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180 Miles of Oregon Coast Spring Break: What You Don't Know Will Thrill You

Published 02/18/2019 at 1:23 AM PDT
By Oregon Coast Beach Connection staff

180 Miles of Oregon Coast Spring Break: What You Don't Know Will Thrill You

Latest Coastal Lodging News Alerts
In Seaside:
Includes exclusive listings; Incredible specials now
In Cannon Beach:
Deals in full force now
In Manzanita, Wheeler, Rockaway Beach:
Check each listing for specials
In Pacific City, Oceanside:
Fantastic Deals for Winter
In Lincoln City:
Deals on rooms everywhere
In Depoe Bay, Gleneden Beach:
Specials abound
In Newport:
Specials and deals like crazy
In Waldport
New amenities offered; specials
In Yachats, Florence
Many specials; lodgings not listed anywhere else

(Oregon Coast) – Spring break is a lot more than the beach cleanup and the Whale Watch Week, although that’s certainly enough to satisfy just about anyone’s needs. However, there’s a host of obvious and not-so-obvious elements to the spring vacation weeks that surround March and April. (Above: wreck of the Peter Iredale)

There's a lot they won’t tell you about. But we will. You have to do a little sleuthing yourself, however, and see the virtual tour links that let you cruise with the best of the armchair tourists. This covers 180 miles of the upper half of the Oregon coastline.

Astoria / Warrenton Area: The maritime museum will wow the kiddies, but the real thrills happen at Fort Stevens just south of Astoria, over the bridge. Camping is huge here, and the old concrete battlements that housed soldiers from the Civil War through WWII are the closest thing Oregon has to a castle ruin. Then for the climax of the day, show them the Wreck of the Peter Iredale, with its rusted bones that have haunted that beach for over 100 years now. See the Astoria / Warrenton Virtual Tour for maps and insider’s peeks.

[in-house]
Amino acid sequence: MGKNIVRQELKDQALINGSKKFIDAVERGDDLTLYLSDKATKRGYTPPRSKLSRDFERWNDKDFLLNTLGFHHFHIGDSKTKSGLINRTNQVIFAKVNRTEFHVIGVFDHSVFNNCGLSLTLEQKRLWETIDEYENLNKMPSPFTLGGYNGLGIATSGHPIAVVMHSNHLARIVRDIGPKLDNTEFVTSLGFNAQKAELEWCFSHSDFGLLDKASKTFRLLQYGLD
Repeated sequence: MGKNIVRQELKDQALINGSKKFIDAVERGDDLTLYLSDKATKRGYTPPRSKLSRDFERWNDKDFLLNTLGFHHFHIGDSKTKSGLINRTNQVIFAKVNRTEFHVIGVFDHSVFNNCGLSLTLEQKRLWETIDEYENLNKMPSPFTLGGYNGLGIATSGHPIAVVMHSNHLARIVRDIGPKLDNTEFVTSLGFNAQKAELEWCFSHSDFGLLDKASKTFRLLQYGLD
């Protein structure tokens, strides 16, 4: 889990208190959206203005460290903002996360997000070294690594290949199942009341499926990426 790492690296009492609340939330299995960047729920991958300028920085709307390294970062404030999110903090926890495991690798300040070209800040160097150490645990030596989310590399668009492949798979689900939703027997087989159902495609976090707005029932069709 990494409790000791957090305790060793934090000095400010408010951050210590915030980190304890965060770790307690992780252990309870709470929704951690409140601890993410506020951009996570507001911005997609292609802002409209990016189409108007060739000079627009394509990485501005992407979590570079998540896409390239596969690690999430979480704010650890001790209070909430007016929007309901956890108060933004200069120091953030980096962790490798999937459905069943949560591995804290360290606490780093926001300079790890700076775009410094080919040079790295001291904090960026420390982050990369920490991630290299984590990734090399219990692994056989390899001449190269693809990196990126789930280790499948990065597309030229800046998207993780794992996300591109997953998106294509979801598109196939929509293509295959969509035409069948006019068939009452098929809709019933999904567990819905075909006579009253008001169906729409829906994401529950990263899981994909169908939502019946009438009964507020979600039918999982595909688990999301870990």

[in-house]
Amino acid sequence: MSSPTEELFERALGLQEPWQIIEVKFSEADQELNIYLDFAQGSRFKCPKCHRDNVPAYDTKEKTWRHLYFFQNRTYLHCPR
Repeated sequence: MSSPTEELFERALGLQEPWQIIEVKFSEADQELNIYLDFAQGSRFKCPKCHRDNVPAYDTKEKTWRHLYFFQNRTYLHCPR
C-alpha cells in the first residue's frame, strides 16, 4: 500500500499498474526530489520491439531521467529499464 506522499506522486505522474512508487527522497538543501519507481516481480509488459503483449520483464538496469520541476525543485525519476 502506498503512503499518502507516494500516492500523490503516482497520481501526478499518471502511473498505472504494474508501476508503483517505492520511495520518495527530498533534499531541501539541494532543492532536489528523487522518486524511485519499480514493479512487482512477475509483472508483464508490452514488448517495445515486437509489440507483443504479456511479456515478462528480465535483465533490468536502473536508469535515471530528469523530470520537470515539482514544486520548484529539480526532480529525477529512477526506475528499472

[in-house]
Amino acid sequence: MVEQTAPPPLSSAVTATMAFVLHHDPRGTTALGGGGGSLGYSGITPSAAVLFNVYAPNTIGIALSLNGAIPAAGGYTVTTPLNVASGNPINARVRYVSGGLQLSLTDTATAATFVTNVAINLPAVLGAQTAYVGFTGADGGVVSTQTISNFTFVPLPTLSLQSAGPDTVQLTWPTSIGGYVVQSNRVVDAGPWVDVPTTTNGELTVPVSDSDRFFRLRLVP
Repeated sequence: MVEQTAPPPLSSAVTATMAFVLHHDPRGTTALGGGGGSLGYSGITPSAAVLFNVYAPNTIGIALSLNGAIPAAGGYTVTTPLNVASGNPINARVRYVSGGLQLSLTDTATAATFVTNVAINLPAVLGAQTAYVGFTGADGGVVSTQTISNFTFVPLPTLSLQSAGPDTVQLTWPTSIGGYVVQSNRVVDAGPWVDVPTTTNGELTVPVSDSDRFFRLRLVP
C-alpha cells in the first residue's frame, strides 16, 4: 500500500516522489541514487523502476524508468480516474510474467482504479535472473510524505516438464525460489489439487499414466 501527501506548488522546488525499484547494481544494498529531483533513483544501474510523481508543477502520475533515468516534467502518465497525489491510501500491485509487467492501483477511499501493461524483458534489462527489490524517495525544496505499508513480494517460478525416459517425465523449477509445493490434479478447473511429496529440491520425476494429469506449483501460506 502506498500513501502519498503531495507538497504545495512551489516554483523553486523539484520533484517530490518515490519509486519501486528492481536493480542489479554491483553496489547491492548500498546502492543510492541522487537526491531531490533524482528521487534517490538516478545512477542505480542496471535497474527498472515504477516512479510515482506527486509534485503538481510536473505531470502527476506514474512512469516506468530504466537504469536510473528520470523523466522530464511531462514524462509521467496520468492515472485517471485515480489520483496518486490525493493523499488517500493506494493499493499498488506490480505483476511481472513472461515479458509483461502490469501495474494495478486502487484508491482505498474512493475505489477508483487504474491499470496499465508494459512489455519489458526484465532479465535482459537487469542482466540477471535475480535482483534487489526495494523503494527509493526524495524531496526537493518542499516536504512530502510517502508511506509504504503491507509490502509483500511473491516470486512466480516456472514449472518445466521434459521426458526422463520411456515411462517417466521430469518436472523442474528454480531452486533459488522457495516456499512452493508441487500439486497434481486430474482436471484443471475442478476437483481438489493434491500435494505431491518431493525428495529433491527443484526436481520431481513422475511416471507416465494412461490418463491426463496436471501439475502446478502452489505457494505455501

Seaside: It’s the undisputed king of spring break on the Oregon coast. You can’t get more kiddie-friendly than the arcades, bumper cars, and a variety of shops for the sweet tooth (most notably the gourmet-friendly Zinger’s Ice Cream, 503-738-3939. www.zingersicecream.com). Some of the most fun families can have is feeding the seals at the Seaside Aquarium, or perhaps ogling the freaky octopus in its tank, and wondering what it’s thinking as it looks up at you. 503-738-6211 www.seasideaquarium.com. Check out the Seaside Virtual Tour for the full – excuse the pun – scoop.


Cannon Beach: At this north Oregon coast hotspot, Haystack Rock and its bird life is going to be a kick for the little ones, but so is the miles of soft, sandy and safe beaches. The sweet shops and the generations-pleasing Fultano’s Pizza (www.CBfultanos.com 503-436-9717) don’t hurt, either. Not far south, intricate beaches like Hug Point wow and amaze with their secrets. Dig deeper into the Cannon Beach Virtual Tour.


Manzanita / Nehalem Bay / Rockaway Beach. Manzanita’s sandy stretches and viewpoints are the stuff beachy fun is made of, but Mom ‘n Dad will love the laidback and quirky pillars of civilization within the little town. Then, goofing around the docks at Wheeler or camping at Nehalem Bay State Park are also guaranteed to be as pleasing as that “Baby Shark” song the kidlets so love these days. See the Rockaway Beach, Manzanita Virtual Tour.